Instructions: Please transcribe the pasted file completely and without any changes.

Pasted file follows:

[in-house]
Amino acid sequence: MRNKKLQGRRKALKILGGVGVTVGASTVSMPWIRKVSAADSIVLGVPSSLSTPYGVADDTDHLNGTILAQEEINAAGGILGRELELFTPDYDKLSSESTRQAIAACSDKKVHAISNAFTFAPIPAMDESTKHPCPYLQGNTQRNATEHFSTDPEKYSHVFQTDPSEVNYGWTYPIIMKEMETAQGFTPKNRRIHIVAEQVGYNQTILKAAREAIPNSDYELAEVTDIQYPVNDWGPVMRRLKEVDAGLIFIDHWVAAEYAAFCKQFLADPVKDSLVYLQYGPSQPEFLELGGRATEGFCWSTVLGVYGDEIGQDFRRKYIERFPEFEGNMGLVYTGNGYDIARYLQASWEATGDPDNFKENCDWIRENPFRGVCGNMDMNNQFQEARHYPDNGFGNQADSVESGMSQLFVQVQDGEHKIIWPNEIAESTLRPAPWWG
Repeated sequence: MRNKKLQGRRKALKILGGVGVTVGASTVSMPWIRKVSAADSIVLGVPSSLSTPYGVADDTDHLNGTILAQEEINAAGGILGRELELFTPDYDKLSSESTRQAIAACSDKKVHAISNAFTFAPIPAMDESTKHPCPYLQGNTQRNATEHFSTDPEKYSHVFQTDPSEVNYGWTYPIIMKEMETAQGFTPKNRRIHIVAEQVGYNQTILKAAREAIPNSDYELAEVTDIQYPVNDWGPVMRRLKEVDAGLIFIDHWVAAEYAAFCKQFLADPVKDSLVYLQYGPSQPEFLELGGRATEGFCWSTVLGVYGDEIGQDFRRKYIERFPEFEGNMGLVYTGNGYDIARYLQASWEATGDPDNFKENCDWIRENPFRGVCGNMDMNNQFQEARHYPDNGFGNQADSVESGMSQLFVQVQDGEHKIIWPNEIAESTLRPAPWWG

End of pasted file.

[in-house]
Amino acid sequence: MRNKKLQGRRKALKILGGVGVTVGASTVSMPWIRKVSAADSIVLGVPSSLSTPYGVADDTDHLNGTILAQEEINAAGGILGRELELFTPDYDKLSSESTRQAIAACSDKKVHAISNAFTFAPIPAMDESTKHPCPYLQGNTQRNATEHFSTDPEKYSHVFQTDPSEVNYGWTYPIIMKEMETAQGFTPKNRRIHIVAEQVGYNQTILKAAREAIPNSDYELAEVTDIQYPVNDWGPVMRRLKEVDAGLIFIDHWVAAEYAAFCKQFLADPVKDSLVYLQYGPSQPEFLELGGRATEGFCWSTVLGVYGDEIGQDFRRKYIERFPEFEGNMGLVYTGNGYDIARYLQASWEATGDPDNFKENCDWIRENPFRGVCGNMDMNNQFQEARHYPDNGFGNQADSVESGMSQLFVQVQDGEHKIIWPNEIAESTLRPAPWWG
Repeated sequence: MRNKKLQGRRKALKILGGVGVTVGASTVSMPWIRKVSAADSIVLGVPSSLSTPYGVADDTDHLNGTILAQEEINAAGGILGRELELFTPDYDKLSSESTRQAIAACSDKKVHAISNAFTFAPIPAMDESTKHPCPYLQGNTQRNATEHFSTDPEKYSHVFQTDPSEVNYGWTYPIIMKEMETAQGFTPKNRRIHIVAEQVGYNQTILKAAREAIPNSDYELAEVTDIQYPVNDWGPVMRRLKEVDAGLIFIDHWVAAEYAAFCKQFLADPVKDSLVYLQYGPSQPEFLELGGRATEGFCWSTVLGVYGDEIGQDFRRKYIERFPEFEGNMGLVYTGNGYDIARYLQASWEATGDPDNFKENCDWIRENPFRGVCGNMDMNNQFQEARHYPDNGFGNQADSVESGMSQLFVQVQDGEHKIIWPNEIAESTLRPAPWWG